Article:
17 Oct 5 minutes with Maree Homer
I chat with Maree Homer, a talented photographer that I have had the pleasure to work with on various project shoots.
I have had the honour of working with Maree on several of our project photoshoots, most of these appear in our design portfolio. As you can see, her work is beautiful and to work with, Maree is highly professional and experienced- shoot days are always really enjoyable with Maree on the team. I hope you enjoy this interview with Maree as much as I did…
As a long-term admirer of your work and after thoroughly enjoying working with you on numerous photoshoots of my work, would you mind sharing how it all started? What made you first pick up a camera and take the profession seriously? Did you always want to be a photographer?
It all began when I was in my first year of art school (back then it was East Sydney Tech now it’s known as the National Art School, Darlinghurst) & photography was one of the subjects you had to undertake. Up until this point I had never picked up a camera so when I did, I found it such a liberating & profound way to express myself. As it turned out, it ended up being my best subject so I continued with it from there and I’ve been dedicated to the craft ever since.
Do you have a particular style of photography work that simply just ‘lights you up’?
I am drawn to black and white photography, whether it be fashion; street photography; portraiture; architecture; still life; landscapes, there’s just something about a monochromatic scheme that seems to put me into a complete state of contentedness.
You photograph various subject matters, including food- your food photography is beautiful. Can I ask, what came first, photographing interiors, or food? Do you have a preference?
Interiors came first and my first interiors shoot was for House & Garden Magazine. I actually love the diversity of shooting different subject matter and my approach is always similar but just on a different scale. Food shoots only require a small set so attention to detail is crucial because the details are amplified, where as interior sets are significantly larger, so it’s all relative and I apply the same principles. At the end of the day I just want to create beautiful imagery no matter what the subject matter.
What makes a photograph outstanding to you?
An outstanding image for me has four fundamental components. It has to hit me emotionally first, secondly, I need to connect with it and thirdly, I need to be transported into that scene/imagery. Lastly, good composition, lighting, texture, form & space have to synthesise so even though a lot of work may have been put into creating an image, the final overall result looks effortless.
Trends and the latest advancements in technology seem to be coming up faster and faster, do you find yourself sticking to a specific technique and equipment? Or, do you work with the latest on offer and experiment a little?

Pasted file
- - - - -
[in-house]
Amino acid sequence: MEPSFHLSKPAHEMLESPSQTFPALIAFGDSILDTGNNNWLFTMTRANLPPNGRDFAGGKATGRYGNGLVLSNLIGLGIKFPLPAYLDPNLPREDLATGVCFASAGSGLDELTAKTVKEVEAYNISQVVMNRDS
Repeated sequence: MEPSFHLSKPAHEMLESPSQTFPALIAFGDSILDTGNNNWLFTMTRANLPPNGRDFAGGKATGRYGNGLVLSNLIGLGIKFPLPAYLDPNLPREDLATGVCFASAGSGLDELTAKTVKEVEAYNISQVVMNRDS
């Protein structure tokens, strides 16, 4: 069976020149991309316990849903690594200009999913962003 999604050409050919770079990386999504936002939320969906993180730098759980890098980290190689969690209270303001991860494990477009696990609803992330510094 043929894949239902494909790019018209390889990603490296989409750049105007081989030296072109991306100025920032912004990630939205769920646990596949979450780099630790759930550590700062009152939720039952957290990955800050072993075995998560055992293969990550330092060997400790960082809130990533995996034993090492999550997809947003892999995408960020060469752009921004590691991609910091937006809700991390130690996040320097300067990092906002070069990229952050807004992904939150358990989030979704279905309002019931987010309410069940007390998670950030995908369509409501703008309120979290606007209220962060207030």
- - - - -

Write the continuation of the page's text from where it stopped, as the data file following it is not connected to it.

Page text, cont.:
I love change and I get bored quite easily so I like to keep up with the latest technology and advancements in photography as I feel that it is not only my due diligence as someone who wants to provide a premium service to their clients, but it is key at being constantly challenged and evolving to create something new that hasn’t been done before.
What keeps you inspired as a photographer?
I am a visual person so I find inspiration through any imagery of any kind whether it be through art, travel or general observations in everyday life. There is always something to see if you look hard enough. I had a great drawing teacher, artist Lynne Eastaway and she said always look for something different in your everyday routines so for instance when you’re travelling to school or work and you’re looking out the window always look for something that you normally wouldn’t look out for. That piece of advice really struck a chord with me and I have applied this in my daily life and practice every since.
I am sure that this is a big question, but looking back over the past 20 years that you have spent in the industry, do you have any standout highlights to share?
Scoring covers for interiors magazines I revere, I’ve had over 100 covers during my career so I am pretty proud of that. But more importantly, though has definitely been the friendships that have been borne through the collaboration process. It’s gold, there’s nothing else like it.
What about important lessons learnt?
Always trust your gut instinct & believe in yourself. (It’s much easier to say in hindsight!)
Your work has been featured in global publications, both printed & digital-
congratulations. What might be your proudest achievements?
Thank you, this has all come with a lot of hard work. It would have to be that I have had longevity in this industry and that I still continue to shoot and draw an income from a craft I love and am dedicated to.
For those playing along at home who might have a passion or interest in photography, do you have any advice or tips to share?
Never give up. Ever.
Where to now, Maree? Anything that we can look forward to from you on the horizon?
Just work, work and more work, it makes me happy!
We hope that you enjoyed this interview as much as we did.
Would you like to see more of Maree and her work?